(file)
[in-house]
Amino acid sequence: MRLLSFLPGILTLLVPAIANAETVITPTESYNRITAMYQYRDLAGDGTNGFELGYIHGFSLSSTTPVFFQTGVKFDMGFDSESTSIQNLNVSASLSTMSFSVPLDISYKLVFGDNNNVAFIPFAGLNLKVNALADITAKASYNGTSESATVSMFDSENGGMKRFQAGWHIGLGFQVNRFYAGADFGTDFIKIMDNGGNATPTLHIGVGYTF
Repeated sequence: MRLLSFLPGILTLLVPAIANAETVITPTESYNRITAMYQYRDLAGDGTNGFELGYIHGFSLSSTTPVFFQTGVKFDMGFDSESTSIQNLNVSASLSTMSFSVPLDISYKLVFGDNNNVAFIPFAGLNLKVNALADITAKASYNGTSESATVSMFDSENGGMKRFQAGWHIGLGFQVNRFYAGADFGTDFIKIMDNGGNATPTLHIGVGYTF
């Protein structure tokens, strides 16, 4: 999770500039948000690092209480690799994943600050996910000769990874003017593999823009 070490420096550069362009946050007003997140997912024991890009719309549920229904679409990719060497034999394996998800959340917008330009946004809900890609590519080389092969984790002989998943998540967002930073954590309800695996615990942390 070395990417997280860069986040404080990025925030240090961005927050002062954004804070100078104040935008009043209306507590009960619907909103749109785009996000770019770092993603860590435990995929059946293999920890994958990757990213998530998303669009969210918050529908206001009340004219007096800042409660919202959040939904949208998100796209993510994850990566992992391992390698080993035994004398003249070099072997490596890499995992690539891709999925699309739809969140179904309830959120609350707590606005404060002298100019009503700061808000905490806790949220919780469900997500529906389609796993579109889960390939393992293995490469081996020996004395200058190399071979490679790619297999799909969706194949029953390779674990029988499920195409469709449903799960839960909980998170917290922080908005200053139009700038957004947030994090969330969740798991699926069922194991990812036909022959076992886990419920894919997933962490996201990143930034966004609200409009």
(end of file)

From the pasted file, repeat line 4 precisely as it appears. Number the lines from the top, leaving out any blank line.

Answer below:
């Protein structure tokens, strides 16, 4: 999770500039948000690092209480690799994943600050996910000769990874003017593999823009 070490420096550069362009946050007003997140997912024991890009719309549920229904679409990719060497034999394996998800959340917008330009946004809900890609590519080389092969984790002989998943998540967002930073954590309800695996615990942390 070395990417997280860069986040404080990025925030240090961005927050002062954004804070100078104040935008009043209306507590009960619907909103749109785009996000770019770092993603860590435990995929059946293999920890994958990757990213998530998303669009969210918050529908206001009340004219007096800042409660919202959040939904949208998100796209993510994850990566992992391992390698080993035994004398003249070099072997490596890499995992690539891709999925699309739809969140179904309830959120609350707590606005404060002298100019009503700061808000905490806790949220919780469900997500529906389609796993579109889960390939393992293995490469081996020996004395200058190399071979490679790619297999799909969706194949029953390779674990029988499920195409469709449903799960839960909980998170917290922080908005200053139009700038957004947030994090969330969740798991699926069922194991990812036909022959076992886990419920894919997933962490996201990143930034966004609200409009």